BELFAST, Maine — The young woman stands naked at center stage, facing row upon row of empty chairs with roses tossed forgotten at her feet.
“Final Stage,” a photograph by Charles Dufour of Belfast, has special meaning for him. It represents his mother when she was still alive and suffering from advanced dementia. The roses are the loves she had had in her life and the empty seats represent people she had known, he said this week.
For him, the image is moving and evocative, and he hopes that others will be struck the same way by it. Dufour has donated it to a benefit auction for the National Alliance on Mental Illness Maine, a nonprofit organization that provides support, education and advocacy on behalf of people with mental illness and their families.
“This issue in particular is one of those that’s important to me,” Dufour said. “When this touches closer to home you feel more tied to the cause.”
He’s just one of dozens of artists who have donated to the auction, including some with national reputations, according to NAMI Maine Development Director Larraine Brown.
She said that artist Harold Garde of Belfast has donated a “very important” piece that has a retail value of $10,000. Other contributing artists include Robert Shetterly, Daniel Anselmi, Cathy Melio, and Neal Parent, along with jewelers and artisans.
Brown said that the generosity of the artists and other donors has been heartening.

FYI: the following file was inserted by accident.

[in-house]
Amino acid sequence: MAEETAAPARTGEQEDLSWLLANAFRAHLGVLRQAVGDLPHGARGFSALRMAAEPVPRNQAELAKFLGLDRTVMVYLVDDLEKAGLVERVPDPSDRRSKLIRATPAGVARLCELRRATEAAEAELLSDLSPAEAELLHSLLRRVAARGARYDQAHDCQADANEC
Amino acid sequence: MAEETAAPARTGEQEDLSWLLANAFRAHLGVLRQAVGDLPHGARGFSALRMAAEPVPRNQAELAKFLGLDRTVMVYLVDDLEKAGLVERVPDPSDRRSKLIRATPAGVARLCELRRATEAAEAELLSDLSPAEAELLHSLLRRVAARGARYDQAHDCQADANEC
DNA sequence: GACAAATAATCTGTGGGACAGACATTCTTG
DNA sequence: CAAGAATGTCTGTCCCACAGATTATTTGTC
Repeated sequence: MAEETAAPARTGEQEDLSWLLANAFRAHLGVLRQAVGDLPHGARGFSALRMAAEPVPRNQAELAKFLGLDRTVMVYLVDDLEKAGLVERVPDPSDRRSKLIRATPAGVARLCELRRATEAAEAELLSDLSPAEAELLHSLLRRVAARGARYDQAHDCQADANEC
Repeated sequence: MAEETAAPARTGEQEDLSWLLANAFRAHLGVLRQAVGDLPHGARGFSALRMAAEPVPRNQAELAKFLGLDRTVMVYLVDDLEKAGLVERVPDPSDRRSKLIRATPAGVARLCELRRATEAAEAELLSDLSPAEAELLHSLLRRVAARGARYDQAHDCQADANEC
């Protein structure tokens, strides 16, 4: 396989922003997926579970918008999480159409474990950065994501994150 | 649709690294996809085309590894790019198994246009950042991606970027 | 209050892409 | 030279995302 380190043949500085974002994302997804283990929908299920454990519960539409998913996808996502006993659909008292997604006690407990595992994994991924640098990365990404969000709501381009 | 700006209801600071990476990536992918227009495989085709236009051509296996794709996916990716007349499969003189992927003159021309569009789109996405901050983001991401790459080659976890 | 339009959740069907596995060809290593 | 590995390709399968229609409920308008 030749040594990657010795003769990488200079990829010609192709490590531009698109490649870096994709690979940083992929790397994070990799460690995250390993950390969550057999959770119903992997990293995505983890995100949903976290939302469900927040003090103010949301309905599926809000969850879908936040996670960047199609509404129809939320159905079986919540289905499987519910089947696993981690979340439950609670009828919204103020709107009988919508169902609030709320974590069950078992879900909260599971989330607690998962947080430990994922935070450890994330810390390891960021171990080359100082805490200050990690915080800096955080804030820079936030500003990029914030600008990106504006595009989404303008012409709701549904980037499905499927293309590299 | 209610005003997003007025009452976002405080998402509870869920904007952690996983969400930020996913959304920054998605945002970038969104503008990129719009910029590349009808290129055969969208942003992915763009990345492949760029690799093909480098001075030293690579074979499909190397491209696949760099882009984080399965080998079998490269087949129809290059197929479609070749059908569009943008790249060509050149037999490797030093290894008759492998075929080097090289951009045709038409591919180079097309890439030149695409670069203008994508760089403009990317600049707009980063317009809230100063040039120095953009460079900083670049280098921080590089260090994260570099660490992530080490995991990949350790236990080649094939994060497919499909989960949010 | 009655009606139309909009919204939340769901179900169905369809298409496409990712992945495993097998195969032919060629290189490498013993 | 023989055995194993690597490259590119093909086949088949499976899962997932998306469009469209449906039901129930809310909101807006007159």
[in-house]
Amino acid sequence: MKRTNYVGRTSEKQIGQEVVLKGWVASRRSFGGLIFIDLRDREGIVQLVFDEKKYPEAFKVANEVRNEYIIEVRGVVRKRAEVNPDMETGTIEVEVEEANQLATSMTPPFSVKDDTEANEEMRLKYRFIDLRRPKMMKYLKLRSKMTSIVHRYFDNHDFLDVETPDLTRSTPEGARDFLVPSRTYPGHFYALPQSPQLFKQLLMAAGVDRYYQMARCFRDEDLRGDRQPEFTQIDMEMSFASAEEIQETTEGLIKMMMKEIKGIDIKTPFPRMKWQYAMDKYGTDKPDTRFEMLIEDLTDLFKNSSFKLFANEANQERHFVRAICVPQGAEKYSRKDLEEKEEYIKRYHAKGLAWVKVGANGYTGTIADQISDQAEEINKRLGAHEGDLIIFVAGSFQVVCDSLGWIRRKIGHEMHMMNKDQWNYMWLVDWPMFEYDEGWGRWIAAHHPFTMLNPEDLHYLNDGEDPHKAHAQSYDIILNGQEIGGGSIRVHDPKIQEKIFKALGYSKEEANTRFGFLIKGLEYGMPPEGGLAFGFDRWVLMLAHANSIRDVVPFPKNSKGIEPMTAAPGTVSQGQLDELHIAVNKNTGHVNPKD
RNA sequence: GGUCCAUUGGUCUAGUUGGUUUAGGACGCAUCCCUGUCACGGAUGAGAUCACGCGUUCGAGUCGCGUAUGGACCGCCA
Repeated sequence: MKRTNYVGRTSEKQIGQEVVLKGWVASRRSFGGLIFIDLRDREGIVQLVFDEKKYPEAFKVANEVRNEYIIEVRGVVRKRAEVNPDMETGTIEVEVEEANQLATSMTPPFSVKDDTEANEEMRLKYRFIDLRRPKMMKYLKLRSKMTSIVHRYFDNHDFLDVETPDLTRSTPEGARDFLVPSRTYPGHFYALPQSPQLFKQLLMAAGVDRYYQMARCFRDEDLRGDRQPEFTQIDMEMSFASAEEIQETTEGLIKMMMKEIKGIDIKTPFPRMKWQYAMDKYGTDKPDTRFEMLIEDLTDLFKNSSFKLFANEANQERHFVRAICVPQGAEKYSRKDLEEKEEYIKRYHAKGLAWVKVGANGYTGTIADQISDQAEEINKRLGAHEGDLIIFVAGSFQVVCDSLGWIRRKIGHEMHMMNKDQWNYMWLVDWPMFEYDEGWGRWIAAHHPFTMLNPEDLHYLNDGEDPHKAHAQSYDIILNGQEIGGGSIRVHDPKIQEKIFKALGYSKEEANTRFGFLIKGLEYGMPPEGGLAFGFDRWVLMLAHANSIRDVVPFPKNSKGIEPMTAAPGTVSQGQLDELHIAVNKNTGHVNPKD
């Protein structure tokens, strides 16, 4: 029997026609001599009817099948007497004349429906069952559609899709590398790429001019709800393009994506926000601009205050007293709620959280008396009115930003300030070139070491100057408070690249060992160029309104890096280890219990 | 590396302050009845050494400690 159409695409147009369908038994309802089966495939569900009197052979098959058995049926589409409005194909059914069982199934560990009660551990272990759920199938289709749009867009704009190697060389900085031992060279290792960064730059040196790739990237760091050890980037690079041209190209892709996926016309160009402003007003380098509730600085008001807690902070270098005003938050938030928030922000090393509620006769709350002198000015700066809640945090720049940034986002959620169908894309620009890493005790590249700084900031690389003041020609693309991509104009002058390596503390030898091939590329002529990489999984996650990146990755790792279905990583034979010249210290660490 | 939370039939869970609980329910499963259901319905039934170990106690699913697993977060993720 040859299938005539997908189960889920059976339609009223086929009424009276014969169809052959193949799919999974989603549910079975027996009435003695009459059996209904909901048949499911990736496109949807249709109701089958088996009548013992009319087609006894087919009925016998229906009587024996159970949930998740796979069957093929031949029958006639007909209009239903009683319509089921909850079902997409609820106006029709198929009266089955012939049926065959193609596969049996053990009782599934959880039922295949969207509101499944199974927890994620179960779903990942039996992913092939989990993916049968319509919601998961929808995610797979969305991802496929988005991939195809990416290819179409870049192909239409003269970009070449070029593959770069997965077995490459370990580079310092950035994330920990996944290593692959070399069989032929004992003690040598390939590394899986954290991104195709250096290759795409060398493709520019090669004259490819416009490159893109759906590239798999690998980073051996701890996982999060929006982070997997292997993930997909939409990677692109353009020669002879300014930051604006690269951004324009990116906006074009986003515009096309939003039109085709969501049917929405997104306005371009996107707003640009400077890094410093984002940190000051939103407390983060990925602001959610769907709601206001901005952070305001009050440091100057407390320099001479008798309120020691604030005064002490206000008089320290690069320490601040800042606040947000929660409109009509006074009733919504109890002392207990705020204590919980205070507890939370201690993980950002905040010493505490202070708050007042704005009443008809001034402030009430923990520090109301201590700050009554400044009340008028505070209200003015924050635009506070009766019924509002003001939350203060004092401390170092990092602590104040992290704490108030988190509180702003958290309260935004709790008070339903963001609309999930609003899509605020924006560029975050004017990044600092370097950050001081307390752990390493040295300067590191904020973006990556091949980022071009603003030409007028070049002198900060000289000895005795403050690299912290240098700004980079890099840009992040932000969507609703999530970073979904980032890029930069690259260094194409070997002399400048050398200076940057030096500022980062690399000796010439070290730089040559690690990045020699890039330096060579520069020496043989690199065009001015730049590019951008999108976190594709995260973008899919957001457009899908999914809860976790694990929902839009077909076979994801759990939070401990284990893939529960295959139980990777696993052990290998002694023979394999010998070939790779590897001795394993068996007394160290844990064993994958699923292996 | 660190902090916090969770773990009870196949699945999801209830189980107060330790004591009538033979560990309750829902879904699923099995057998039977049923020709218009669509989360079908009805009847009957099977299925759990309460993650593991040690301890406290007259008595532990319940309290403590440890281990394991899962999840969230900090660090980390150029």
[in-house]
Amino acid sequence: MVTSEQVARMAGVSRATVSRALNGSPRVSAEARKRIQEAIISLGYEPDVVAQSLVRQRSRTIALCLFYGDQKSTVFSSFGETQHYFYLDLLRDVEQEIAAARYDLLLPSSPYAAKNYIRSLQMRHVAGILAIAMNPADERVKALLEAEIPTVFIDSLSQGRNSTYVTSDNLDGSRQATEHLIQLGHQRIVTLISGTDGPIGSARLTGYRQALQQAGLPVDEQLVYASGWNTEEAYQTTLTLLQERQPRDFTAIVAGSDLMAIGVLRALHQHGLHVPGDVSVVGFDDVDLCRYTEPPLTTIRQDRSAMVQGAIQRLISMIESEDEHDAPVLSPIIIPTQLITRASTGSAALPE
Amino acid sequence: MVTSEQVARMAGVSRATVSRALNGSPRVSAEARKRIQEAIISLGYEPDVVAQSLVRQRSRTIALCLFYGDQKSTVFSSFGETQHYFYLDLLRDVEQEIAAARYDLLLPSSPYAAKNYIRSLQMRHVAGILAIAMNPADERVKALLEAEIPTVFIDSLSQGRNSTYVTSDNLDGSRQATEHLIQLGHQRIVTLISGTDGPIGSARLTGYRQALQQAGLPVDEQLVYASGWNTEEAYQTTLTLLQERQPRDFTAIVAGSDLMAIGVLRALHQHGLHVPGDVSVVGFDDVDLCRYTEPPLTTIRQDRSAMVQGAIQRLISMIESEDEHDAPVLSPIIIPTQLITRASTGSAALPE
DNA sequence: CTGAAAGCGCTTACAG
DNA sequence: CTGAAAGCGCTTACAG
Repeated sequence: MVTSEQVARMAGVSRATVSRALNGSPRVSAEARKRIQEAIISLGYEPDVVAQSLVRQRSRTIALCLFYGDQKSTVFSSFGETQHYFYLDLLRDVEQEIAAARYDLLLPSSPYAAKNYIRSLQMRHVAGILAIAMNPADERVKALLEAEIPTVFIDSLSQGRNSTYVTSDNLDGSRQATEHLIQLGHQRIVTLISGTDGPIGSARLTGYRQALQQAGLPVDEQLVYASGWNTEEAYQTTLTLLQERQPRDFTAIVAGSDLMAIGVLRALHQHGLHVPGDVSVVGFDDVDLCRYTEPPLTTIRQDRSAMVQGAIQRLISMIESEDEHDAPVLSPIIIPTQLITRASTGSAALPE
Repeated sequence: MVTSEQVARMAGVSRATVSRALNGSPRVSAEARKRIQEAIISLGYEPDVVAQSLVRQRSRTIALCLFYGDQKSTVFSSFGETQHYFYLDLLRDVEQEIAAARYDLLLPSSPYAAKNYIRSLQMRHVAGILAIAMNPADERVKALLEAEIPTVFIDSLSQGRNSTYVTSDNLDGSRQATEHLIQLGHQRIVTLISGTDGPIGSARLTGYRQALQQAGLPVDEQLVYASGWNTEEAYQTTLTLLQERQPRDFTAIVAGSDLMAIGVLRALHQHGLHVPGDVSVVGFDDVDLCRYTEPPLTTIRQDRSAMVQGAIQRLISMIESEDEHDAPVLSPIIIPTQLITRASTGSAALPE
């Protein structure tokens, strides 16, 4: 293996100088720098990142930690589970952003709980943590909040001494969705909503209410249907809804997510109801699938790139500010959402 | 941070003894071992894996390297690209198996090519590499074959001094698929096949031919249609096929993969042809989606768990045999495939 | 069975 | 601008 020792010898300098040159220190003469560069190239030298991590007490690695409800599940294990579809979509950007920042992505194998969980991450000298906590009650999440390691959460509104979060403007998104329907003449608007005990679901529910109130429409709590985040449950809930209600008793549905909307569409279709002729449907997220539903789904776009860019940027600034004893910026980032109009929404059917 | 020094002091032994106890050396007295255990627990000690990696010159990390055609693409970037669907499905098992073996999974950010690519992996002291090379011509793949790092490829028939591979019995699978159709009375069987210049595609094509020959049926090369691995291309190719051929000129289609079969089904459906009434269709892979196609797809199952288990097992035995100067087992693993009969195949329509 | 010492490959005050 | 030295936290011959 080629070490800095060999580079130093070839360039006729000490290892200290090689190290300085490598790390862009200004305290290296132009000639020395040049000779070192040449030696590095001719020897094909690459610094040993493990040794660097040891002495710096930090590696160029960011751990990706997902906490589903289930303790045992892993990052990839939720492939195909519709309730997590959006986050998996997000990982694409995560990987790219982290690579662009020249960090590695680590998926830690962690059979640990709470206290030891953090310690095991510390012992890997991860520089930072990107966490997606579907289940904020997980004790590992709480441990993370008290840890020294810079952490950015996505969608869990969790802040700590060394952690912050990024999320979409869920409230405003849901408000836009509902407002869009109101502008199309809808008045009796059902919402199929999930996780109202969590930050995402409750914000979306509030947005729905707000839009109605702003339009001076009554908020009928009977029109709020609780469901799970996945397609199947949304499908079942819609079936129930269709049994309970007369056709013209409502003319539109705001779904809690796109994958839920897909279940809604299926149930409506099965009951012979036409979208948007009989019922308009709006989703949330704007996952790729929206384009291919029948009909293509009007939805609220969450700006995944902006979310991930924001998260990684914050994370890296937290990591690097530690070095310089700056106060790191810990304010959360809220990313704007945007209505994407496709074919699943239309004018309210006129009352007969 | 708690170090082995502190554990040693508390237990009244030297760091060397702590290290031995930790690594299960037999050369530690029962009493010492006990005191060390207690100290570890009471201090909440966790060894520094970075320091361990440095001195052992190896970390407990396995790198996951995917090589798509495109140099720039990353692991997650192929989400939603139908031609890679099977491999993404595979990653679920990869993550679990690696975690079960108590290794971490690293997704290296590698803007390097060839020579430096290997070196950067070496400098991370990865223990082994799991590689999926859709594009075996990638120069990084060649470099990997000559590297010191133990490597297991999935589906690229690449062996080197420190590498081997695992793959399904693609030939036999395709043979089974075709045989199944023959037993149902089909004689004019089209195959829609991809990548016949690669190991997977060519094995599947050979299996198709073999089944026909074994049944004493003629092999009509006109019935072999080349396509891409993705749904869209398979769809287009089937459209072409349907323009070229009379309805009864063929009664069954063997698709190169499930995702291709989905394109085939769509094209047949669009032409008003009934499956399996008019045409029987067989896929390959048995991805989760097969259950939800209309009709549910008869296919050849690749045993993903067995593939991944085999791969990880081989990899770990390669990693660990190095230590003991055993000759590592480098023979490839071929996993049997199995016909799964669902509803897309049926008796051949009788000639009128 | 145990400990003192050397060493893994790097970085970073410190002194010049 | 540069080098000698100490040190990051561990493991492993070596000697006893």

“It is not unknown in the art world that there are struggles around mental illness,” she said. “I think that artists are particularly compassionate and sensitive to these issues. I also think that mental health knows no class or political boundaries.”
The NAMI Maine auction will be held 5-8 p.m. Monday, Sept. 26, at the Senator Inn and Spa in Augusta. Items for the live and silent auctions are available to view in advance at: www.biddingforgood.com.
All proceeds will be used to support NAMI Maine, which has nearly 15,000 contacts each year with families, young people, veterans and others. Brown said that the organization’s help line also receives thousands of calls a year, and other programs include crisis intervention, first responder training and veterans’ groups.
“Like every organization in these kinds of fields, our programs are always in danger of being cut,” Brown said. “The hope for the auction is that we will be able to maintain our programs.”
That’s crucial, said George Myers Jr., a Waterville city councilor and artist. He has donated a painting called “Off Monhegan” to the auction.
“One of the reasons I wanted to support [the auction] is that the state funding levels have dropped off the map,” he said. “One in four of us experience some kind of mental health problem in a given year. If you live in Maine, you deal with depression during the wintertime. I also have a family member dealing with drug issues.”
Myers said that there still is a major stigma around mental illness, and in his day job working for mental health and substance abuse agency Kennebec Behavioral Health he sees both the need for and the benefit of more programs and more attention.
“It’s a topic that just doesn’t get talked about as much as it should be. There is help for it, if you can get there,” he said, adding that he hopes the auction will shine more of a light on the subject. “It’s just a great cause.”